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Chapel of the Hospital of St John at Whittlesford Bridge

A Scheduled Monument in Whittlesford, Cambridgeshire

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Latitude: 52.1039 / 52°6'13"N

Longitude: 0.1668 / 0°10'0"E

OS Eastings: 548496.836529

OS Northings: 247273.912392

OS Grid: TL484472

Mapcode National: GBR MB1.10C

Mapcode Global: VHHKP.VD00

Entry Name: Chapel of the Hospital of St John at Whittlesford Bridge

Scheduled Date: 26 October 1934

Last Amended: 11 August 1995

Source: Historic England

Source ID: 1011721

English Heritage Legacy ID: 24432

County: Cambridgeshire

Civil Parish: Whittlesford

Built-Up Area: Station Road West, nr Duxford

Traditional County: Cambridgeshire

Lieutenancy Area (Ceremonial County): Cambridgeshire

Church of England Parish: Duxford St Peter

Church of England Diocese: Ely


The monument is situated to the south of Station Road some 50m to the east of
Whittlesford railway station. At the time of the hospital's foundation in the
13th century, this road formed part of a major communication route between
Royston and Bury St Edmunds. The bridge, which formerly stood some 200m to the
east, provided the only means to cross the River Cam and the marshy ground to
either side; and the hospital was therefore ideally placed to serve the needs
of travellers and pilgrims. The hospital is thought to have originally
comprised a chapel with an infirmary hall to the west, and perhaps some
ancillary buildings such as kitchens and stables. Only the chapel, largely
rebuilt in the 14th century, now stands marking the location of the hospital.
The Red Lion Hotel (a Grade II Listed Building) constructed in the 16th
century, is thought to overlie the area of the former infirmary hall, and
reflects the continued importance of the river crossing. A small area to the
west of the chapel is included in the scheduling in order to protect a sample
of the buried foundations of the infirmary hall, and to preserve the
archaeological relationship between these two major components of the hospital
The small rectangular chapel (a Grade II* Listed Building) was rebuilt in the
first half of the 14th century using flint rubble for the walls and limestone
for the doorways and windows. Some sections of the building, including a small
part of the southern wall, are considered to date from its 13th century
predecessor. The chapel is a single storey building, measuring approximately
20m east to west and 6.5m north to south, and comprises a chancel and nave
with no structural division. The main entrance, a two centred archway with
quarter round mouldings, is located near the western end of the north wall.
There are two similar doorways in the south wall, one directly opposite the
main entrance, the other (a priest's door) located towards the eastern end.
The north wall is pierced by four windows, dated to c.1330-1360, each
containing a single light with tracery of trefoil design. These windows are
deeply recessed, surrounded on the outside by square headed arches, and on the
inside by pointed arches flanked by narrow columns with moulded caps and
bases. The four windows on the southern side are of similar date and design,
although each formerly contained two lights divided by a central mullion.
The most easterly window in the southern wall is flanked by a sedilia (a seat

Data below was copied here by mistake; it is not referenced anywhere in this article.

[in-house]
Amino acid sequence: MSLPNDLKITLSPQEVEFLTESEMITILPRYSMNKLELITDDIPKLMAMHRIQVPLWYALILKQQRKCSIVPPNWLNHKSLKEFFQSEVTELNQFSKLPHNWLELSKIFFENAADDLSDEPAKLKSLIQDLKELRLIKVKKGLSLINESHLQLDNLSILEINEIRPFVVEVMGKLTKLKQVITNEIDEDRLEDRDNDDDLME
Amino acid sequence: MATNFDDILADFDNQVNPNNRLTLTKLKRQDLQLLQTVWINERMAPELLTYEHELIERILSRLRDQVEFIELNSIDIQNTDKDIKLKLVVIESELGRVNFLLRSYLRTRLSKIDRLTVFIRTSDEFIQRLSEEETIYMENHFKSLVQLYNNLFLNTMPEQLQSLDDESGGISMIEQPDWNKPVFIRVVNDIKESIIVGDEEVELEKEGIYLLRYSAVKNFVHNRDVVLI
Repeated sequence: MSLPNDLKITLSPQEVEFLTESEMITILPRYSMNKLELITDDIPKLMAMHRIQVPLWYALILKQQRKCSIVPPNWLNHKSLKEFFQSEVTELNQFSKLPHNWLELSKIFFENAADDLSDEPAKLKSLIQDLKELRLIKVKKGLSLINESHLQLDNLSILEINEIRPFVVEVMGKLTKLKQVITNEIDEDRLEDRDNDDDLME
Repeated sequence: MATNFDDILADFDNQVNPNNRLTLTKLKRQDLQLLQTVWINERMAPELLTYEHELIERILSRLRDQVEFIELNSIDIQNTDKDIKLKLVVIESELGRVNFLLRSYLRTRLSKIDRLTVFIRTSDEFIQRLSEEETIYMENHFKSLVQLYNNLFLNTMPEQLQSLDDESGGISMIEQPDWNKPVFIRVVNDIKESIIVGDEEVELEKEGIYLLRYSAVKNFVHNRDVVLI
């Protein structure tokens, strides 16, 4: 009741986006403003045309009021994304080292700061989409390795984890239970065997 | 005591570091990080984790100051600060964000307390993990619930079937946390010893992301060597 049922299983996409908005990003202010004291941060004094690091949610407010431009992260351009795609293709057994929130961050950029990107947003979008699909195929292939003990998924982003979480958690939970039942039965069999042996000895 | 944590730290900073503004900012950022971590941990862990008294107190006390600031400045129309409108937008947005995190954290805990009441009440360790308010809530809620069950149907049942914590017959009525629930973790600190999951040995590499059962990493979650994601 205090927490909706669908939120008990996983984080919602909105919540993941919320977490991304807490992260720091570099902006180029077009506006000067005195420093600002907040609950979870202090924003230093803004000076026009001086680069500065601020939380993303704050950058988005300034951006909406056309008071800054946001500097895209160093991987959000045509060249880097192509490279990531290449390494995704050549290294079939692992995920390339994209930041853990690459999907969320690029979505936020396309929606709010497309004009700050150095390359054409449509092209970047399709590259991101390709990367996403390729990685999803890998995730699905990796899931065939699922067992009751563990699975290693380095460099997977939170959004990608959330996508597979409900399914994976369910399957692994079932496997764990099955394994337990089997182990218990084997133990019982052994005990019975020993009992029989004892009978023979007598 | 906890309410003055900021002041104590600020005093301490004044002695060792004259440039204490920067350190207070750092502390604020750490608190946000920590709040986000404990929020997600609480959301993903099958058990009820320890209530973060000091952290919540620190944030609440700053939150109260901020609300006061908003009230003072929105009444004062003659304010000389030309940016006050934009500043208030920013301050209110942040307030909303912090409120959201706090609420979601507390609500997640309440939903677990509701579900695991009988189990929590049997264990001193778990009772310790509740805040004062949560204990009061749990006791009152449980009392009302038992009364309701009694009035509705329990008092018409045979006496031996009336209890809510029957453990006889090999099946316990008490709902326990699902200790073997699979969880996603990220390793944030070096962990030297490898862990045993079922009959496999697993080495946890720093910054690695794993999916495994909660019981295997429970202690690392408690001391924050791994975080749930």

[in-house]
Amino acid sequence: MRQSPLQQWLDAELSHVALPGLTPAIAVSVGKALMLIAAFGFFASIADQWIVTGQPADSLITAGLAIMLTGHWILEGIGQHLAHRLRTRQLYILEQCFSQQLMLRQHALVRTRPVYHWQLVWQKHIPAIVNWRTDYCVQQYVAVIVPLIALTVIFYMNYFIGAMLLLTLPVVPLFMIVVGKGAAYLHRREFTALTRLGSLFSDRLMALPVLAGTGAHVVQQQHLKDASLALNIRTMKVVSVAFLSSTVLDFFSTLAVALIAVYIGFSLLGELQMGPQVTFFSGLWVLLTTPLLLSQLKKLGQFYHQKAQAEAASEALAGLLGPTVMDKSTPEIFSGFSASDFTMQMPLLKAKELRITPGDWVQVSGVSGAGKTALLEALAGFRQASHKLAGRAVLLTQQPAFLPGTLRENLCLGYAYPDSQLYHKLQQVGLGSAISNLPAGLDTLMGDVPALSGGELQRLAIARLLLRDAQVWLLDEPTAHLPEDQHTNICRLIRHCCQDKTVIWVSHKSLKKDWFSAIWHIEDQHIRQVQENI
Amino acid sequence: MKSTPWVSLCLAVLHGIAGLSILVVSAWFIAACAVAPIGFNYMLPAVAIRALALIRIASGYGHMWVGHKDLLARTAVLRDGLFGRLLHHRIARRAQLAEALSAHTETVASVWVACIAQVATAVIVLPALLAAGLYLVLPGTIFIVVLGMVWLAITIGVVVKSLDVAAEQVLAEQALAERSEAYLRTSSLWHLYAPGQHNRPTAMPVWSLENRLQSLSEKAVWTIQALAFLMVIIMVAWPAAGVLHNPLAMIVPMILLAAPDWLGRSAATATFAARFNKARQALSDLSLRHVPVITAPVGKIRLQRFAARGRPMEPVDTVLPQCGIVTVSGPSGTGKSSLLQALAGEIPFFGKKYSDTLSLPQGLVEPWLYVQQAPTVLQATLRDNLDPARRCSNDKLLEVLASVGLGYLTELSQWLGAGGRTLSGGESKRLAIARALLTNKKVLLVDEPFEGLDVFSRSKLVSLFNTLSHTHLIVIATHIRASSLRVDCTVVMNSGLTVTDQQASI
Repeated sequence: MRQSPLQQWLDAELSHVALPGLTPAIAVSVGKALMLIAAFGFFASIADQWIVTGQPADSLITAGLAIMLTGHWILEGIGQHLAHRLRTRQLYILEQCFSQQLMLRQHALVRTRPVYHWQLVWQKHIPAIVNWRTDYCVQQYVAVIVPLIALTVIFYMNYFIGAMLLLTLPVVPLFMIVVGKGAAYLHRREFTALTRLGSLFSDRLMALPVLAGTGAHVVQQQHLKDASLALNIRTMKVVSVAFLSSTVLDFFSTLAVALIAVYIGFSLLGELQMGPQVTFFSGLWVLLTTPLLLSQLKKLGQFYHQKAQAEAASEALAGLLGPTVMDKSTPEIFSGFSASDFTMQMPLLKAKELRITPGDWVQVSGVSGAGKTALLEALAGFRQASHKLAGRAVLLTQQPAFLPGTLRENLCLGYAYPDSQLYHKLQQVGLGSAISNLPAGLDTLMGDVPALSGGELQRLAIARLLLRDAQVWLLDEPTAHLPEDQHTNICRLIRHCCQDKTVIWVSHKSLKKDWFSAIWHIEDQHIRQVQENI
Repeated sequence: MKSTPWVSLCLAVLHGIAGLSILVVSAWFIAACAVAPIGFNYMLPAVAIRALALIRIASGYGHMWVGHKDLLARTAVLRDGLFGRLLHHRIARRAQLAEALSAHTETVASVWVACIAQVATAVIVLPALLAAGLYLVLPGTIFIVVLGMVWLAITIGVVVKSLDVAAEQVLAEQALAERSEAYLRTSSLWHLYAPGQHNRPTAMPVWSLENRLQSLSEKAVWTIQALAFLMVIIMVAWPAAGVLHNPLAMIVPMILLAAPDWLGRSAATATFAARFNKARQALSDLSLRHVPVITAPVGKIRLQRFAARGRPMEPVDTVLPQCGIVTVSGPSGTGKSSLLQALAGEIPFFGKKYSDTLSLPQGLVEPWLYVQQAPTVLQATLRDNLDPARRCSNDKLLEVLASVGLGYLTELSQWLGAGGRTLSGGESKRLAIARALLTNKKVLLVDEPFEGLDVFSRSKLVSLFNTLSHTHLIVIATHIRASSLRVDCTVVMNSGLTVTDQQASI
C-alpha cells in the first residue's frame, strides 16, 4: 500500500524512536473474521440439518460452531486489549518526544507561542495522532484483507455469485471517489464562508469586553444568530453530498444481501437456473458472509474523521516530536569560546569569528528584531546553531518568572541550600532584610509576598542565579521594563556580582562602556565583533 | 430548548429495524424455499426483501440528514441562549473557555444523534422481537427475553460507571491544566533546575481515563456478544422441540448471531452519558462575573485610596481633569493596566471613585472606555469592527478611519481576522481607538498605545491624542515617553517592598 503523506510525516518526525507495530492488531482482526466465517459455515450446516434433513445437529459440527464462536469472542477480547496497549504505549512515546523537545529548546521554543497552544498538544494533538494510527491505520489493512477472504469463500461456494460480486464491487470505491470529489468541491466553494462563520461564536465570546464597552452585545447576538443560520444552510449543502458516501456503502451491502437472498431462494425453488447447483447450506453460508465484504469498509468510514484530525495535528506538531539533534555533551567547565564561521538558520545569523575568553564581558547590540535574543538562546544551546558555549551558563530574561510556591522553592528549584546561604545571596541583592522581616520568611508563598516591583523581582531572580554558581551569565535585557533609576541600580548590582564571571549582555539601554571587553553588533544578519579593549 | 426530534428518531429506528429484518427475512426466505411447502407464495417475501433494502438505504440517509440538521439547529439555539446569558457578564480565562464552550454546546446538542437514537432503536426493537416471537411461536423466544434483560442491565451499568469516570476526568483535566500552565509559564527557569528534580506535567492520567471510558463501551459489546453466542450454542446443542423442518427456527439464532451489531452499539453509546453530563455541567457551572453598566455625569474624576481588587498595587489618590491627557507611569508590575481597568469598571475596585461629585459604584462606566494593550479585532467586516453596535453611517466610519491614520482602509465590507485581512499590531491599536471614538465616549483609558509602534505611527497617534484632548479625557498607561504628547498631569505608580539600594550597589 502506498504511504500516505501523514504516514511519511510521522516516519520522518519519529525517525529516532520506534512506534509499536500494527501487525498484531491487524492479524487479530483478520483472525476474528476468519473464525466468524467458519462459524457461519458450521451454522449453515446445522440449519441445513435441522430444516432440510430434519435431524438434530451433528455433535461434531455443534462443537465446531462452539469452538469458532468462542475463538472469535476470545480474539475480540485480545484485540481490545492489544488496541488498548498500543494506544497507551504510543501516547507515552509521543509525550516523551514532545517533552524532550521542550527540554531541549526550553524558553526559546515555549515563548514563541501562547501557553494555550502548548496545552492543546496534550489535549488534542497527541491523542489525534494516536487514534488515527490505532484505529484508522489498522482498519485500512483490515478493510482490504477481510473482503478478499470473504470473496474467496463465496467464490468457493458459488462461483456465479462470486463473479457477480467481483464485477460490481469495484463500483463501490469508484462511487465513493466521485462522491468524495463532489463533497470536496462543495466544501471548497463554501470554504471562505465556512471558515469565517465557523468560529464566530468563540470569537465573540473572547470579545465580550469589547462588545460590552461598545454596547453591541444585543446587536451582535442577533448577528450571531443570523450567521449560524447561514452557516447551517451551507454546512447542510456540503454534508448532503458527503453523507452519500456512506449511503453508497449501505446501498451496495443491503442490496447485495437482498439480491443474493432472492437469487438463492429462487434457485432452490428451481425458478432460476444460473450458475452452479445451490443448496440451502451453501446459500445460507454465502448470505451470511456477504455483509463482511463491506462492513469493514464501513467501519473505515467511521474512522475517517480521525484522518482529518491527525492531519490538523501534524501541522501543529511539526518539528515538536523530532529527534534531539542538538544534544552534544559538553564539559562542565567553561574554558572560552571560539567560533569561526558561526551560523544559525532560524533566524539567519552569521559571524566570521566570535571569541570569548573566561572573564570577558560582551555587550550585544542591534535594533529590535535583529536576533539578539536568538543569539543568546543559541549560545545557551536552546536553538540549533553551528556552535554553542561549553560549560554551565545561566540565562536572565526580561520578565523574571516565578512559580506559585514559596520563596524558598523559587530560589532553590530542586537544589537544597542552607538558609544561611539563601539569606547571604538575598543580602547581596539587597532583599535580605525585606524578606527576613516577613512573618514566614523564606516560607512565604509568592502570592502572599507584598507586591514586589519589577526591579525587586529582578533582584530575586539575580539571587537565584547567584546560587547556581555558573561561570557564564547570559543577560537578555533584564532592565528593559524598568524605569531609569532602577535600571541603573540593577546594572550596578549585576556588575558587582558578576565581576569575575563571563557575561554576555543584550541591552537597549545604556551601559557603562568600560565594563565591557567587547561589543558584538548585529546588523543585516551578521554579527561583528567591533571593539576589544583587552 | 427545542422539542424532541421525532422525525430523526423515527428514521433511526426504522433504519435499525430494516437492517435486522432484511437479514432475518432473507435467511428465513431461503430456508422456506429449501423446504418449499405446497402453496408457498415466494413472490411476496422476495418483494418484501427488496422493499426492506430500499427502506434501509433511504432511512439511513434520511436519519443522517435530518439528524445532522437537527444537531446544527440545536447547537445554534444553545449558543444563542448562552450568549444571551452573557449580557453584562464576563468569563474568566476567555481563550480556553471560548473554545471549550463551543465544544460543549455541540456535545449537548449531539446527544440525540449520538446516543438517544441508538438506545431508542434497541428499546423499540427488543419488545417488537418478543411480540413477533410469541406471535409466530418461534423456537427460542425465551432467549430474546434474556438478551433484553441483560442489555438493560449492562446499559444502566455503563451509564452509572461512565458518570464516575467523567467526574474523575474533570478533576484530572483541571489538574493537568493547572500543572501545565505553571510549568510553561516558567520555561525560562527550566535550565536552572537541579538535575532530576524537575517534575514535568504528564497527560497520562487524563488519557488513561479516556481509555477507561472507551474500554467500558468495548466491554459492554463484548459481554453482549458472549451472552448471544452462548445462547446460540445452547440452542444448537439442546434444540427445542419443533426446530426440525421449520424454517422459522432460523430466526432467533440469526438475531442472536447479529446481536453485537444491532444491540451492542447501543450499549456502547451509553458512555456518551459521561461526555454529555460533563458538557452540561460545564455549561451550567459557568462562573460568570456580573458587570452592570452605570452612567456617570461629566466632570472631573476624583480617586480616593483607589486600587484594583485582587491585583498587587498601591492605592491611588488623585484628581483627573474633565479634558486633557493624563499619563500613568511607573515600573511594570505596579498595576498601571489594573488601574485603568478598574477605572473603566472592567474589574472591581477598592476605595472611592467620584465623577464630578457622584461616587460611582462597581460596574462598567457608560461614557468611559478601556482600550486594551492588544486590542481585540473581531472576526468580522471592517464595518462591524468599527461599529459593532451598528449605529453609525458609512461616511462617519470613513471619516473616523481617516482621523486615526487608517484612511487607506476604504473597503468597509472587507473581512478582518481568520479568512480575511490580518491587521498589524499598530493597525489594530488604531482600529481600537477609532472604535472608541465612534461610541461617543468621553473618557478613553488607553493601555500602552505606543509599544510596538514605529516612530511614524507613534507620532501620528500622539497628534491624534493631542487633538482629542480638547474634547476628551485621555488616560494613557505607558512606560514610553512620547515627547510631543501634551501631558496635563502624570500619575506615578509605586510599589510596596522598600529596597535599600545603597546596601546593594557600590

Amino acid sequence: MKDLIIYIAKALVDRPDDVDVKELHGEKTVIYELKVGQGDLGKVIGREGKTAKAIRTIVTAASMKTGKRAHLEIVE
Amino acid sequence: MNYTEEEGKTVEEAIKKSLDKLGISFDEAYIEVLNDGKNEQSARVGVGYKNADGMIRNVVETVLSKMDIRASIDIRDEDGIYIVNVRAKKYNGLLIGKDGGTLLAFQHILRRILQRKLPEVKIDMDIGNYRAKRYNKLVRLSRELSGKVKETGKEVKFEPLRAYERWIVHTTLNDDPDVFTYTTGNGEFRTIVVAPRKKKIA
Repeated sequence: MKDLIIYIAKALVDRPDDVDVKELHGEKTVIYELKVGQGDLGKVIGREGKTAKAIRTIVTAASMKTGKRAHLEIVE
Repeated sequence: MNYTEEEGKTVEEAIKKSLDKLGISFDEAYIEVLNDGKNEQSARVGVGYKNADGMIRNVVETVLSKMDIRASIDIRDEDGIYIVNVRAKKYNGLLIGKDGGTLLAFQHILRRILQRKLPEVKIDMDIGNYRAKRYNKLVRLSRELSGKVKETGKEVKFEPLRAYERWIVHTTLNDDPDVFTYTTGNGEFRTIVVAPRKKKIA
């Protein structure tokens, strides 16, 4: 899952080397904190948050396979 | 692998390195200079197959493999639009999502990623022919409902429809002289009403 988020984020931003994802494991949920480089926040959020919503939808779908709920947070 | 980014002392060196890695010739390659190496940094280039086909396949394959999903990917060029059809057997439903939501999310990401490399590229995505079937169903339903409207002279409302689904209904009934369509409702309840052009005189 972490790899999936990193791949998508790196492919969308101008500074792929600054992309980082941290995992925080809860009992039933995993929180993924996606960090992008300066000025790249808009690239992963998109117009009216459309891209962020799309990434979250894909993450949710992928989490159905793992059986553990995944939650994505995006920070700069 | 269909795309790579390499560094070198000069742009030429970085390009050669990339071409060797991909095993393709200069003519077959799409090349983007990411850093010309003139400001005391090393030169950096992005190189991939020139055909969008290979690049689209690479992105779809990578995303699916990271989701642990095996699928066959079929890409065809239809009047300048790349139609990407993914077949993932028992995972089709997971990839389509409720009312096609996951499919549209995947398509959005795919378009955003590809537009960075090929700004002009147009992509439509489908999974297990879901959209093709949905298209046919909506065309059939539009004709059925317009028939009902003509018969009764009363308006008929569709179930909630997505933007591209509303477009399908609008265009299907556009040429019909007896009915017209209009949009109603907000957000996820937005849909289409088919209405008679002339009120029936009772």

for the priest officiating at the altar) to the west, and a piscina (a basin
used for washing communion vessels) to the east. Both are contained within
matching niches with pointed arches and cusped moulding. The window itself has
a lowered internal ledge providing two additional seats. A plain, square-cut
aumbry, used to contain books and sacred oils, is located in the east wall. A
further arched niche, inserted in the north wall (opposite the sedilia) is
considered to be an Easter Sepulchre; in which the sacraments were kept prior
to being ceremonially revealed on Easter morning.
The chapel was taken into the Guardianship of the Secretary of State in 1947
at which time it was in a considerable state of disrepair, and was restored
over the following eight years. The west wall had previously been removed, and
was therefore replaced in red brick to indicate that its exact position was
unknown. This end of the chapel is considered to have originally adjoined the
infirmary hall. An area to the west of the present wall is therefore included
in the scheduling in order to preserve the buried foundations beneath the
modern entrance to the hotel car park, which will provide an archaeological
relationship between these two structures. The adjoining walls of the chapel
were repaired using building materials comparable with the original fabric,
and the westernmost doors and windows restored using salvaged masonry and new
limestone. The east window, a large two centred arch, was badly damaged and
only the upper parts of the tracery remained. This was infilled with brick
surrounding a wooden casement with three leaded panes. Similar casements were
added to the remaining windows. The two, two-staged corner buttresses
supporting the east wall were repaired, and the roof was replaced using
collared trusses and braces. The red tile cladding was renewed in 1985.
A porch attached to the northern entrance was demolished in the 19th century;
its foundations will survive as buried features although later repairs have
removed all trace of its junction with the north wall. The area to the north
of the chapel is considered to contain further remains, including burials and
yard surfaces, connecting the hospital with the former course of the road.
This area is therefore included in the scheduling.